The High Price of Physical Inactivity
“There is a pestilence upon this land” – Roger the Shrubber
According to a new report this past week the fitness levels of children in the USA have declined about 6% per decade between 1975 and 2000. That’s before the widespread use of smartphones, tablets, online gaming etc., so I would imagine it’s even worse in the past decade. After analyzing 50 different studies on running fitness between 1964 and 2010, they report that kids run a mile, on average, about 90 seconds slower than their peers from 30 years ago.
The world has stopped moving. There has been a rapid decline in physical activity in today’s youth compared to all previous generations. The current generation of children simply doesn’t move as much as they should. While that may sound like the old guy complaining that the kids music is too loud, and they wear their pants too low etc, the message of this post is actually a very serious one and should not be taken lightly. There are too many implications that are involved that most people don’t think of when they think of physical activity. Sure, there are the health implications, but there are also implications for cognition, financial earnings potential, and quality of life. I wrote a similar post earlier this year with a very sobering video.
It has been documented that the people have false hope in medication and undervalue physical activity. That study was titled, Physical Inactivity: The Biggest Public Health Problem of the 21st Century.
I am not going to spend much time here. I think we all know there are major health implications to physical inactivity. It’s not just cardiovascular implications. Exercise has been linked to lower levels of depression, anxiety and other mental illness, arthritis, type II diabetes, sleep disorders, improved quality of life in general etc. These are well documented, so I’m not about to reference them all. If you’re really interested, here is a link to a 623 page document detailing the health benefits of physical exercise.
In children lower physical fitness has been linked to lower cognitive function for tests requiring memory, perception and cognitive control. Again, there are many, many studies showing this, so for a good review, here is a link to a full text article outlining much the data. Along with the physical inactivity and higher BMI being linked with poor cognition, one would expect that it would then be linked with lower academic achievement in general. If you think that, you would be correct and it has been shown here, here and here.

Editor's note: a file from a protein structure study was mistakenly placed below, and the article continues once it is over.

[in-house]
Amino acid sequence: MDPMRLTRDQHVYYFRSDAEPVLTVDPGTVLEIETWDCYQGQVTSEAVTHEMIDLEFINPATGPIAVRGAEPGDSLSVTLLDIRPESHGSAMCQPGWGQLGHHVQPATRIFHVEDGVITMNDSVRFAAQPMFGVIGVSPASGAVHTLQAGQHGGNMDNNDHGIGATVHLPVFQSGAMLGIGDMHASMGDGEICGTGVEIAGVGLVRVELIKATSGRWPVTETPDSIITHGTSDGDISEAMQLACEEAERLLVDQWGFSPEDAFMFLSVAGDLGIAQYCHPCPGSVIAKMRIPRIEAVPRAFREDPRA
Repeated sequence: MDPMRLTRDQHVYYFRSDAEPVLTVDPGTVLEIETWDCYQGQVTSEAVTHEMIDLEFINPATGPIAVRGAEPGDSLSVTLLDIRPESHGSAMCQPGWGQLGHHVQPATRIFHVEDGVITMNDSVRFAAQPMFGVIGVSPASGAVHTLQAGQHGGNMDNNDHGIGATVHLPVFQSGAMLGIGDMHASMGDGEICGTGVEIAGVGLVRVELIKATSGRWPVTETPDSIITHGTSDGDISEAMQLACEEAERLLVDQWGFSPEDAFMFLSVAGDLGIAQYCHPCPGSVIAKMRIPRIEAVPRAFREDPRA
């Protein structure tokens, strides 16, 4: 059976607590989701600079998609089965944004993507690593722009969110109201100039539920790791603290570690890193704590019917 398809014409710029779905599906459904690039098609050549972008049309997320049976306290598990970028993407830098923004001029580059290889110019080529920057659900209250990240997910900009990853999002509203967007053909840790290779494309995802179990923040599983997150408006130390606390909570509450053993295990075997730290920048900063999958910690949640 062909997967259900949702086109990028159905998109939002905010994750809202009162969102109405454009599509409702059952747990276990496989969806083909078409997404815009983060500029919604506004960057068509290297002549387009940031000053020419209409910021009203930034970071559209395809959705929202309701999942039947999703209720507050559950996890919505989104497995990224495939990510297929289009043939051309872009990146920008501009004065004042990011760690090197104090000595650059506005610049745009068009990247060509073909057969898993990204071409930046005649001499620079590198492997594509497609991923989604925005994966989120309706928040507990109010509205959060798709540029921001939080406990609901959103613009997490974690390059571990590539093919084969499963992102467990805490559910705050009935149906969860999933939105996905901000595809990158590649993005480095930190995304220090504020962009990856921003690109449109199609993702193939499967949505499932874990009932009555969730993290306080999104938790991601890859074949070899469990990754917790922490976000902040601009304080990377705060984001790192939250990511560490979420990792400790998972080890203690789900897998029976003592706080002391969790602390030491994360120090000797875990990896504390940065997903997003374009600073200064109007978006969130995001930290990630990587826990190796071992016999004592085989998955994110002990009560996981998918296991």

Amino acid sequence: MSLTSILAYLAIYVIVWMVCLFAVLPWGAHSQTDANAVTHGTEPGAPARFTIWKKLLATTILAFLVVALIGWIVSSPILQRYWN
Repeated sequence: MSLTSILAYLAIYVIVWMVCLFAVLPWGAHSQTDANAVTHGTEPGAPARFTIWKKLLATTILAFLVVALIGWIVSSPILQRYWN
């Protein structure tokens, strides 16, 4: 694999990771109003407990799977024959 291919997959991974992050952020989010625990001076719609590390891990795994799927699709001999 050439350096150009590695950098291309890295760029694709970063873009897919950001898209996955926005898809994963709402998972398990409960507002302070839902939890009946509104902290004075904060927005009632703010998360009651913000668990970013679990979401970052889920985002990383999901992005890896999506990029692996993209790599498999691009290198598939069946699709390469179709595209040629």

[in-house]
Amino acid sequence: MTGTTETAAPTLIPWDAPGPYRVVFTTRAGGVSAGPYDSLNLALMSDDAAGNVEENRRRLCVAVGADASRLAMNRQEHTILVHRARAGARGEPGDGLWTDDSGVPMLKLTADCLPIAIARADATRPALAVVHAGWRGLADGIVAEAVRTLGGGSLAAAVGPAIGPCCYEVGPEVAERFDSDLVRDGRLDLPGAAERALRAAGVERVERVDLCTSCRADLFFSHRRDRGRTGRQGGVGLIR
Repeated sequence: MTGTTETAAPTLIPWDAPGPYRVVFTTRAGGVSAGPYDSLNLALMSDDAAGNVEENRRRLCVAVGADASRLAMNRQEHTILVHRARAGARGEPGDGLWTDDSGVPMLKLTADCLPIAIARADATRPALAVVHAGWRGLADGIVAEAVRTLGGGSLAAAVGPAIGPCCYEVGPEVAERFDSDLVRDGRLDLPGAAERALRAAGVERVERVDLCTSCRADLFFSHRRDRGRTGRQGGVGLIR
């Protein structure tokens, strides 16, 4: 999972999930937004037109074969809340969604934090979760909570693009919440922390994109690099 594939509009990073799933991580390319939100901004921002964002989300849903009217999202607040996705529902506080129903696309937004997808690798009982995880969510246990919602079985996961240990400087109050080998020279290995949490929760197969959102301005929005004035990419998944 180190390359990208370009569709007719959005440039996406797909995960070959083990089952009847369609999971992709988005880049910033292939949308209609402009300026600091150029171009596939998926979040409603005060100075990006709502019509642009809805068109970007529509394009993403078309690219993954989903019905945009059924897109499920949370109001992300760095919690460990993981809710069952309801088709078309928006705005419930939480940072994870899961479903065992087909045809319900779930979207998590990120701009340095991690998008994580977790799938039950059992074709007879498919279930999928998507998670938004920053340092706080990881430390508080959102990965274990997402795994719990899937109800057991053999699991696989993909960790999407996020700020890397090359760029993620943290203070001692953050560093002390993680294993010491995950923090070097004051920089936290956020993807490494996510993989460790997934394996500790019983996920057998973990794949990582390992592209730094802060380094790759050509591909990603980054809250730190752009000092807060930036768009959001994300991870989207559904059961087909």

There is a significant partnership between physical inactivity and screen time – TV’s, laptops, iPhones, iTouch, gaming systems etc. It should not be surprising then that there is a significant relationship between screen time and cognition and mental health. There is a great review article on this topic found here. I found it interesting that for every hour a child spends in front of a screen, there is a 9% increase in subsequent attention problems consistent with ADHD [found here].
Due to the improved academic achievement that corresponds with higher physical activity, we could assume that there would be a corresponding potential for higher wage earning. The same could be said for the improvement in cognition including memory and focus. There is another aspect of wage earning which is the work productivity. There are a number of studies that shoe a dose response relationship between physical inactivity and absenteeism/sick leave [found here, here, here and here].
There are a number of recent studies on physical inactivity that should be sounding alarm bells in the media and garnering a full scale assault from the media. However, without the financial backing of major pharmaceuticals or business, the results of these studies are largely being ignored by the media. If physical activity can’t buy a commercial slot on TV, or a full page ad in a magazine, the media will ignore it.
In addition, the world of healthcare is fraught with spurious prescribing activity that is heavily influenced by pharmaceutical companies [here]. For example, there are serious questions raised about the financial interests of those doctors on the panel of the National Cholesterol Education Programme. You can find the financial disclosures of the panel members Adult Treatment Plan here. Keep in mind that the new cholesterol guidelines that just came out that will place many, many new people on statin medications. If you think I’m going off on a tangent here, maybe I am, but this drug mentality is trickling down to children, since there are now doctors recommending statin medications for children as young as 8 years old. There recently has been new cholesterol screening guidelines (that have been endorsed by the American Academy of Pediatrics) which recommended universal screening for kids 9-11 years old.
Various studies have shown that exercise is as effective as statin medication, and this was summarized well just last month in the British Medical Journal. The full text of that article can be found here.
Summing it all up
So, kids these days run a mile 90 seconds slower than their peers in 1964, overall physical activity is declining worldwide and it is correlated with a a projected reduction in life span as well as increases in arthritis, obesity, type II diabetes, cardiovascular disease, cognitive and emotional problems.
If you don’t get your kids out to play, jump and run, who will? They may not like you when you take away their video console and kick them outdoors, but they will be better off for it.